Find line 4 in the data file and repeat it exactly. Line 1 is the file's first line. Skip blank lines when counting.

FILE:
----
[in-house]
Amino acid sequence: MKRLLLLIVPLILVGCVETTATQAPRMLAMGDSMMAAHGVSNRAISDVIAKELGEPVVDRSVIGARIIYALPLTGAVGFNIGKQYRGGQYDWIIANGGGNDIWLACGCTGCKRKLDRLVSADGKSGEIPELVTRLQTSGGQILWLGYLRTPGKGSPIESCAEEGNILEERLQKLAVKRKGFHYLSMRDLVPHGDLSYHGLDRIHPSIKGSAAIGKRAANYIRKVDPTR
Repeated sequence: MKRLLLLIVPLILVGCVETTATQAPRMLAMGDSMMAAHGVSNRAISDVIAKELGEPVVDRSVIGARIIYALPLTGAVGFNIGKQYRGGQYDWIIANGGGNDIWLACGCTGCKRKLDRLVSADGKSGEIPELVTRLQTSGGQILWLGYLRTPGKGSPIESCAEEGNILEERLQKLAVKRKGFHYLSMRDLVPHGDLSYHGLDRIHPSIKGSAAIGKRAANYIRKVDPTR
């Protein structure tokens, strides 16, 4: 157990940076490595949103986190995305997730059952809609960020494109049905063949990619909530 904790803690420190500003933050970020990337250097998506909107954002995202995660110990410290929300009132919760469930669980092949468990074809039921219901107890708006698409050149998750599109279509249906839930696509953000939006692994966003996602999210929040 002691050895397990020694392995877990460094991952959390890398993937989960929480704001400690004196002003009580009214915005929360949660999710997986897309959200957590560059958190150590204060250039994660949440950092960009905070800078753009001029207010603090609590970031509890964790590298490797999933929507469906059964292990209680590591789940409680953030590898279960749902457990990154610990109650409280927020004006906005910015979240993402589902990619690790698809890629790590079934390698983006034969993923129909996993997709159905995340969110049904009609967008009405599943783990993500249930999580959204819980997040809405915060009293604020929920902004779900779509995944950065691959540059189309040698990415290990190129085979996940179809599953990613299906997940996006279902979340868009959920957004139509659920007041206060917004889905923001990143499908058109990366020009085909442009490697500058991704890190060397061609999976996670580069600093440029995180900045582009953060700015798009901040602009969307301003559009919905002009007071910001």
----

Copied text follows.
């Protein structure tokens, strides 16, 4: 157990940076490595949103986190995305997730059952809609960020494109049905063949990619909530 904790803690420190500003933050970020990337250097998506909107954002995202995660110990410290929300009132919760469930669980092949468990074809039921219901107890708006698409050149998750599109279509249906839930696509953000939006692994966003996602999210929040 002691050895397990020694392995877990460094991952959390890398993937989960929480704001400690004196002003009580009214915005929360949660999710997986897309959200957590560059958190150590204060250039994660949440950092960009905070800078753009001029207010603090609590970031509890964790590298490797999933929507469906059964292990209680590591789940409680953030590898279960749902457990990154610990109650409280927020004006906005910015979240993402589902990619690790698809890629790590079934390698983006034969993923129909996993997709159905995340969110049904009609967008009405599943783990993500249930999580959204819980997040809405915060009293604020929920902004779900779509995944950065691959540059189309040698990415290990190129085979996940179809599953990613299906997940996006279902979340868009959920957004139509659920007041206060917004889905923001990143499908058109990366020009085909442009490697500058991704890190060397061609999976996670580069600093440029995180900045582009953060700015798009901040602009969307301003559009919905002009007071910001």